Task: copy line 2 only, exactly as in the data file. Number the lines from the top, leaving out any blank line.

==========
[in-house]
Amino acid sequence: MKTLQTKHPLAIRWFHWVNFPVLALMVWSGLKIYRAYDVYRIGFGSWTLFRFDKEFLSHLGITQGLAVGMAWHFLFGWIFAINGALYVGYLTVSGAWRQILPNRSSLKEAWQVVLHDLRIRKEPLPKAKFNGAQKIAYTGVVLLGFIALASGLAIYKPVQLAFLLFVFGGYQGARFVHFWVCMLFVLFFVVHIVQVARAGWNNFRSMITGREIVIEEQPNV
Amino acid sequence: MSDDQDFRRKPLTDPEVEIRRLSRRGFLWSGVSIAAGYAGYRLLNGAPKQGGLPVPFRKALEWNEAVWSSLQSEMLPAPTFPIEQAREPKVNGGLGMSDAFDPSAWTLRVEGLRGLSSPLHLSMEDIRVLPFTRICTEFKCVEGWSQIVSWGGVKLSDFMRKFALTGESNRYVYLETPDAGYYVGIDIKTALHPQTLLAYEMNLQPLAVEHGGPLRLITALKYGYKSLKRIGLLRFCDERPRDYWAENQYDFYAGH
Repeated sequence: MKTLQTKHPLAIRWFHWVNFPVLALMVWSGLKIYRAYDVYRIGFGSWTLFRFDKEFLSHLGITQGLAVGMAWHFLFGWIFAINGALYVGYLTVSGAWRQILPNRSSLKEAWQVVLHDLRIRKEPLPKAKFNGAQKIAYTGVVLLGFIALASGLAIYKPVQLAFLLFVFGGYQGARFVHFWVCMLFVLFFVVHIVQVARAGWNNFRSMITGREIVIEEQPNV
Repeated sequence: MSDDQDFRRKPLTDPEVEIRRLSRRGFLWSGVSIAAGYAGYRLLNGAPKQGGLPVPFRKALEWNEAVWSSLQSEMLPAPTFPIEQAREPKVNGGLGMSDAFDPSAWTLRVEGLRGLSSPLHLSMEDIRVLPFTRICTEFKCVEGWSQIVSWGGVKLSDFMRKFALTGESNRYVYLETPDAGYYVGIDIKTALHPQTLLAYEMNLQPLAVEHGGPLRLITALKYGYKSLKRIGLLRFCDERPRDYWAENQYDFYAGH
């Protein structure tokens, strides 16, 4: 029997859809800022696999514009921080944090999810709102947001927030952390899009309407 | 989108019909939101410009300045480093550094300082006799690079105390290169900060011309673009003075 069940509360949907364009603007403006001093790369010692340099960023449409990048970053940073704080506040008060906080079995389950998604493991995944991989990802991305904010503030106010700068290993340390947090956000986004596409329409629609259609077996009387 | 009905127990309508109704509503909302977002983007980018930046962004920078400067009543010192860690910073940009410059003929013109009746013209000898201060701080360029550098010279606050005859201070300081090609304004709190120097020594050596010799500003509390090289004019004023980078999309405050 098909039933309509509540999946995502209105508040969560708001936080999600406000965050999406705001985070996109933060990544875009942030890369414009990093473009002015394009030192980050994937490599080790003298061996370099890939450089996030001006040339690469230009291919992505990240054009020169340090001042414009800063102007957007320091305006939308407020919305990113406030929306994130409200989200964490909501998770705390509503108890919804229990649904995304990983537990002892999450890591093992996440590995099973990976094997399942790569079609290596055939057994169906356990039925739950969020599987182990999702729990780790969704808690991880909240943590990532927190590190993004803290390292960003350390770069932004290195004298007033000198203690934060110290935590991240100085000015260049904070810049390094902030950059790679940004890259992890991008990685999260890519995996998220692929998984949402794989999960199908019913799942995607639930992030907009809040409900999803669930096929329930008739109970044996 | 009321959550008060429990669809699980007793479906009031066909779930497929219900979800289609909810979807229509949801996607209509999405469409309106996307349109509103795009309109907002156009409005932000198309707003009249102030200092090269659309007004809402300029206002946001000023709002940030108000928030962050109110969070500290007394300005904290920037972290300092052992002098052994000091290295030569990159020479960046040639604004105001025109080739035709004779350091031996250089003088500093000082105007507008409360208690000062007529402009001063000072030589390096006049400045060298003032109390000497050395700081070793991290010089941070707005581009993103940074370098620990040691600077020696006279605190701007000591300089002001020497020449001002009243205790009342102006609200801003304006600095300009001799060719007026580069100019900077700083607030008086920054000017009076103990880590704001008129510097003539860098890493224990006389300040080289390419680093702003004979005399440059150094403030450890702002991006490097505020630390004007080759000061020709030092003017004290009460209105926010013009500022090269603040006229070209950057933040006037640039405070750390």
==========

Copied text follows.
Amino acid sequence: MKTLQTKHPLAIRWFHWVNFPVLALMVWSGLKIYRAYDVYRIGFGSWTLFRFDKEFLSHLGITQGLAVGMAWHFLFGWIFAINGALYVGYLTVSGAWRQILPNRSSLKEAWQVVLHDLRIRKEPLPKAKFNGAQKIAYTGVVLLGFIALASGLAIYKPVQLAFLLFVFGGYQGARFVHFWVCMLFVLFFVVHIVQVARAGWNNFRSMITGREIVIEEQPNV